Lead: Dr Caroline Garaway, UCL Anthropology Main Collaborator: Matthias Stevens, UCL Civil, Environmental and Geomatic Engineering (CEGE)
This project addresses two current global challenges in sustainable stewardship: coordinating science/society initiatives, and developing marine monitoring which lags far behind terrestrial monitoring.
It consists of anthropological data collection in a threatened marine ecosystem (molluscs) not systematically surveyed before, that will develop emerging technologies for participatory GIS and Human-Computer-Interaction to generate uniquely collaborative mutually constitutive data. This early-stage cooperation avoids the recurrent problem of new technology emerging without use-appropriate rich socioecological data to apply it to, and vice versa.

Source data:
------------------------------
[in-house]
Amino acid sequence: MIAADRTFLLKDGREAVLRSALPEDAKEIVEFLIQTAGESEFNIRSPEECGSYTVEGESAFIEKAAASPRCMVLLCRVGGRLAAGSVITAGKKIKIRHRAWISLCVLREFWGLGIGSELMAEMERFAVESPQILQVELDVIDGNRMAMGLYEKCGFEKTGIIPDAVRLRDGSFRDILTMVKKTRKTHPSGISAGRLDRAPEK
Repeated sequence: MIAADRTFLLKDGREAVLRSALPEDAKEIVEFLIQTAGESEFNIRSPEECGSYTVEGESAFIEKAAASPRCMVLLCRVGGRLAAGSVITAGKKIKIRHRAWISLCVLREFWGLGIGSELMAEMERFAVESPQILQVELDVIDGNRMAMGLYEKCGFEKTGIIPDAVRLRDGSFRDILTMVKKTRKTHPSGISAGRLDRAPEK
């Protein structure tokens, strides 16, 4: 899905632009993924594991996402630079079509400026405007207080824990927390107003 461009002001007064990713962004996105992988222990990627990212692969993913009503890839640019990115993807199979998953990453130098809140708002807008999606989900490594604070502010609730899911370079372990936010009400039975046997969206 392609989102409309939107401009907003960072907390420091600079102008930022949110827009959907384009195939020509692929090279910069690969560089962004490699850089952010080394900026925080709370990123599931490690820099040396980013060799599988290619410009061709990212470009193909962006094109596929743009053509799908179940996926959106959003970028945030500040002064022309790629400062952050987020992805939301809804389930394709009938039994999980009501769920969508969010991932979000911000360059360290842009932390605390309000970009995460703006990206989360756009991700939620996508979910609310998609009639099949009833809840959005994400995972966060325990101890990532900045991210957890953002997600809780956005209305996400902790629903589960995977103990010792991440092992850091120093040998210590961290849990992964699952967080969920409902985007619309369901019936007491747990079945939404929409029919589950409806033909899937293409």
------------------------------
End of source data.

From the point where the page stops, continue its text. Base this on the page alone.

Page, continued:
Shellfish beds are now among the most endangered natural habitats globally, giving the project wide relevance. Molluscs - including oysters, mussels, cockles - and their habitats are an undervalued natural resource socially, nutritionally, economically and environmentally. In 2012, 50% of UK marine landings by value were shellfish, approximately 75% of which was exported, primarily to the EU, with exports to Asia increasing. Supporting local communities and commodity networks, molluscs also provide vital benefits to estuarine and coastal ecosystems including nitrogen balance, habitat maintenance and water filtration.
Yet because they occupy a liminal position in the intertidal and inshore zones between land and sea, fishing and farming, terrestrial and marine law, mollusc farmers, harvesters and beds are frequently overlooked in resource management policy, allocation of tenure and use rights and pollution regulation, sustainability challenged by competing local conservancies and agencies and conflicting UK/EU regulations. Ideal for new technology and citizen science, this complex constituency and shifting environment urgently demand new models and methods of sustainable stewardship, the ultimate aim of this research.sustainability